I am a scratch baker working towards becoming a decorator, too Man, I hope practice really makes perfect
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I am a scratch baker working towards becoming a decorator, too Man, I hope practice really makes perfect
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post #23 of 29
I have'nt tried either one of these recipes but im have a cupcake order coming up and im gonna try the cupcake one here are the websites hope they help. Wwwfromscratchsf.wordpress.com www.cupcakeproject.com
post #24 of 29
Fromscratch's recipe is awesome thumbs_up.gif
I am a scratch baker working towards becoming a decorator, too Man, I hope practice really makes perfect
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I am a scratch baker working towards becoming a decorator, too Man, I hope practice really makes perfect
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post #25 of 29
I see on the cupcake website there are alot of cupcakes recipes to try from i was gonne try the Ultmate Vanilla cupcake recipe icon_biggrin.gif Happy Baking
post #26 of 29
I had been doing well with scratch recipes, except the SECOND time I tried fromscratchSF, from the blog. I baked and rebaked, and yes I measured EVERYTHING to a T. They all fell. Every cake. I now think that the humidity and my kitchen being hot (c/a was on but still 90 in the kitchen) was the culprit. I was scared to try it again, even though I had it work before, but I did. This time, it looks, right, settled a little in the middle but nothing major. Tomarrow I see how it tastes. Tasted a peice from leveling and seems fine. Some people would not have gone back to that recipe, but it irked me so bad all the failure, I just HAD to! Now I'm happy. And BTW I used 3 whole eggs instead of 5.0 oz egg whites, this time.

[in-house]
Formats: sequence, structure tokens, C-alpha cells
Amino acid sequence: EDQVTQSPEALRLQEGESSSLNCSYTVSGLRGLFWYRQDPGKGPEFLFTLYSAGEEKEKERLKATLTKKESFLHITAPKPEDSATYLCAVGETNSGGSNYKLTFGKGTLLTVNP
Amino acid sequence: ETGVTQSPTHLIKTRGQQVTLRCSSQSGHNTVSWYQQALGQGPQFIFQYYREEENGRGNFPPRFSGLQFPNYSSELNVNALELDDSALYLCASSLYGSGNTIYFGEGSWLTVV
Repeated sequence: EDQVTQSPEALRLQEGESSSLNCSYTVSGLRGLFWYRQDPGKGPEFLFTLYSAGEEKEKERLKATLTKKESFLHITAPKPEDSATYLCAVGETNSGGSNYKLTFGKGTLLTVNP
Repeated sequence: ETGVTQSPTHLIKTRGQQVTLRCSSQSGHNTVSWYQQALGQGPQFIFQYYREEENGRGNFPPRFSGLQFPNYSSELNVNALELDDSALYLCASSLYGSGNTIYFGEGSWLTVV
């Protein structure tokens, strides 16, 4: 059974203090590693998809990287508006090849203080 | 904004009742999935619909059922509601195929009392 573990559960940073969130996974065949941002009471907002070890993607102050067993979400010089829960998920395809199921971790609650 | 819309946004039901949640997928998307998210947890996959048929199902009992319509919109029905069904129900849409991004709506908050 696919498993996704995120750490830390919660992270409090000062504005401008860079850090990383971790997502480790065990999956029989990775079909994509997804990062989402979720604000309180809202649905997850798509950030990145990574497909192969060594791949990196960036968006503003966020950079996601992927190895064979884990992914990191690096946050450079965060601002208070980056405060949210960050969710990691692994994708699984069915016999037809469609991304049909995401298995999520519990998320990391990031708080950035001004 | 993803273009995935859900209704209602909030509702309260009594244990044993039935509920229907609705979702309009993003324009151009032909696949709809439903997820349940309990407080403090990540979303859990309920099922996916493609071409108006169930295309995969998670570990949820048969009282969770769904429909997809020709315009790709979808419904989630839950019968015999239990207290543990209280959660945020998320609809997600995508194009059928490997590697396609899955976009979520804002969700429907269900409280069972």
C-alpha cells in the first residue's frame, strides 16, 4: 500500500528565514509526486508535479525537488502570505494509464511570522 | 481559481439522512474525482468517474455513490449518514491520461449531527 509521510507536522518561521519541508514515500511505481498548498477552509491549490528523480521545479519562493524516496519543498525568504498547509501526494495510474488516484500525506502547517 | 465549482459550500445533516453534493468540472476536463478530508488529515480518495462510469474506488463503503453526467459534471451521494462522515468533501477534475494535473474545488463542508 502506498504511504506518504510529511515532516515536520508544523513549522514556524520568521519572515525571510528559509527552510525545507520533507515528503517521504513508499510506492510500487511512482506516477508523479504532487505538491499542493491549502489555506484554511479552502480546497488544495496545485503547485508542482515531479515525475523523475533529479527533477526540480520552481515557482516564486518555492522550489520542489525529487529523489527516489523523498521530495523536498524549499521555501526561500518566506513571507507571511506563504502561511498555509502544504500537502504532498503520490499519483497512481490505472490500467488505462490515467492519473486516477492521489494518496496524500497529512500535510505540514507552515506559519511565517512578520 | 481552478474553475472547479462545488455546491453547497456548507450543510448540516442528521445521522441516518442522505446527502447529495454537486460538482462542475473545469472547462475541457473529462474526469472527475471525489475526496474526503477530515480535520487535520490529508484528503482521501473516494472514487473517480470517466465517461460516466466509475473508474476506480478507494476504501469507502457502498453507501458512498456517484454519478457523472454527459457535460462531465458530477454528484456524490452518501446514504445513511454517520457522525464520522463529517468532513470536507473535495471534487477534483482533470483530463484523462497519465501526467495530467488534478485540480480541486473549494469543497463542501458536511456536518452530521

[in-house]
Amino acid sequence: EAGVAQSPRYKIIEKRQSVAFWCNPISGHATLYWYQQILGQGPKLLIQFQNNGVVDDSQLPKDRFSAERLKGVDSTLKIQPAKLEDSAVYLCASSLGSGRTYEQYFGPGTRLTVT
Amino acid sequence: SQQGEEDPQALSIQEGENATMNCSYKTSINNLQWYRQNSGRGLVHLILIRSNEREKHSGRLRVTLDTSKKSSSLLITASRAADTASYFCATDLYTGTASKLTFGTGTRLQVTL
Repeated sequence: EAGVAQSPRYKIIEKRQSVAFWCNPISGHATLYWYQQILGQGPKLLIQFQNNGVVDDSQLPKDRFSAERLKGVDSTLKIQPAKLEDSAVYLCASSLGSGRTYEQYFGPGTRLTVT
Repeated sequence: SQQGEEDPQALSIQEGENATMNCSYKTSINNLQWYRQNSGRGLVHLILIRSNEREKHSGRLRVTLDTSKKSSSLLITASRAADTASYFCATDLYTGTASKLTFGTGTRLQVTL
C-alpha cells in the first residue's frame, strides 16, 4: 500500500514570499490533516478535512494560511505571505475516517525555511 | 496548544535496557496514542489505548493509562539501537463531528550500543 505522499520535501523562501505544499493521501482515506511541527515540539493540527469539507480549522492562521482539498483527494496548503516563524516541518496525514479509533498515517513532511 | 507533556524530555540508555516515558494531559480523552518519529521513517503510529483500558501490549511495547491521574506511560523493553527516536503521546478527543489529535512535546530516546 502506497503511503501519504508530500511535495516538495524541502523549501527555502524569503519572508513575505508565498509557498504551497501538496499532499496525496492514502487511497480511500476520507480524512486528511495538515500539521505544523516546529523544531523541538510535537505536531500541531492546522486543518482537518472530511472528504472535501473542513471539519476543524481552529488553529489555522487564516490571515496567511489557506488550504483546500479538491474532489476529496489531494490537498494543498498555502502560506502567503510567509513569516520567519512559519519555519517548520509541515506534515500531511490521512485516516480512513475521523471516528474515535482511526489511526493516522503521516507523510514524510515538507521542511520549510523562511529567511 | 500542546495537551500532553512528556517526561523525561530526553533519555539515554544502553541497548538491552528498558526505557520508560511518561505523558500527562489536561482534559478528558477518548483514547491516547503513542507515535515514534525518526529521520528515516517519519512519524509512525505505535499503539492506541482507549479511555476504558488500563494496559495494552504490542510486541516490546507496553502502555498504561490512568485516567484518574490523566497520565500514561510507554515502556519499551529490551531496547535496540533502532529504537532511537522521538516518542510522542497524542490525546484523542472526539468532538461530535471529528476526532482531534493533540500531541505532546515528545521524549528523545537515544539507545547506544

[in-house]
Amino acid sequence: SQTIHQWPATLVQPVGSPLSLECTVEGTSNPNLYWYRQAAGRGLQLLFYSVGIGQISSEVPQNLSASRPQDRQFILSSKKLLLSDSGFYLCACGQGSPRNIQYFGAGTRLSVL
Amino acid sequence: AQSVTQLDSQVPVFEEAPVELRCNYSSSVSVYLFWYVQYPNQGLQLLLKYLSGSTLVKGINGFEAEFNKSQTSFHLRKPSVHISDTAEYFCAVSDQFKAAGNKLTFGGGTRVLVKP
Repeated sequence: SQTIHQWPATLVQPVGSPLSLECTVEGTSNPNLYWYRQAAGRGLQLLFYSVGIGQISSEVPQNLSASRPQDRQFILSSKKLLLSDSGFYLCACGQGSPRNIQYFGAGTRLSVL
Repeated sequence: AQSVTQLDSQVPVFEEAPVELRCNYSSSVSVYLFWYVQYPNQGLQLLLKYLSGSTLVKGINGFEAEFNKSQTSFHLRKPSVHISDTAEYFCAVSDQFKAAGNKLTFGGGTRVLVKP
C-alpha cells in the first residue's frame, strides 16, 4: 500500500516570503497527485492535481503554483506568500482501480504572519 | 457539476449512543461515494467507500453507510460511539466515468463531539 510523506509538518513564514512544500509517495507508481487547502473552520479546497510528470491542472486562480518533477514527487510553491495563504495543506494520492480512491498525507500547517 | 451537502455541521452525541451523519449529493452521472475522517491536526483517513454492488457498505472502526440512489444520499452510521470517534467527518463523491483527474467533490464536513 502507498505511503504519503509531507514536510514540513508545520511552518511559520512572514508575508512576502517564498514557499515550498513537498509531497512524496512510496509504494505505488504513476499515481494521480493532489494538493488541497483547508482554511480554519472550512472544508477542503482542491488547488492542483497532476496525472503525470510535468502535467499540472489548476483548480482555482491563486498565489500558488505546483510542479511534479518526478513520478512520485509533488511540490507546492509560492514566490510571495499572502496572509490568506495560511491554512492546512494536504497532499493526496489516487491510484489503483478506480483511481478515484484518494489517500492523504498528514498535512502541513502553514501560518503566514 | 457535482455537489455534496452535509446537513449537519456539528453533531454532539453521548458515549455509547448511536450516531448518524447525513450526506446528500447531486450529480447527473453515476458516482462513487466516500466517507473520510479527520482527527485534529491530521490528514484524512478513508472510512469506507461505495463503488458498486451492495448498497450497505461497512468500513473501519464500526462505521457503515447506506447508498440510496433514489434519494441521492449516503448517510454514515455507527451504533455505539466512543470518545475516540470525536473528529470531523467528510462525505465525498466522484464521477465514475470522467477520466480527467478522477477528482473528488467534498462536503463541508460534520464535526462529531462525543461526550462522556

The worst critic is yourself.
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The worst critic is yourself.
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post #27 of 29
Jackie, could your oven have "jumped" out of calibration? That is usually how it happens, great one time and then everything is just not exactly right. Get an independent thermometer and see if that has happened. I hope this is it because it's a $5.00 fix. Good luck to you on this.
post #28 of 29
Glad it worked the 3rd time!

Believe me, I know how frustrating it is when you have a recipe that's great... then it isn't. You re-do, re-do, re-do and it doesn't work. Then one magical day, it does again and you have zero idea what changed.

Yay scratch bakers!
post #29 of 29
I am going to invest in an oven thermometer. I used to have one. I know I have a "hot spot" in my oven, so I try to avoid placing layer cakes in that area. Todays cake was just ok it was a little dry for me, and I took it out early (i pressed the top and it did not spring back, and tooth pick had crumbs) So I had hoped not to over bake. The texture was off a little, maybe because it was dry. I noticed at the baby shower the majority of people who had this one left peices of cake on their plates, everyone who had chocolate cake ate it all. So not sure what to do. It worked like a charm the very first time...
The worst critic is yourself.
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The worst critic is yourself.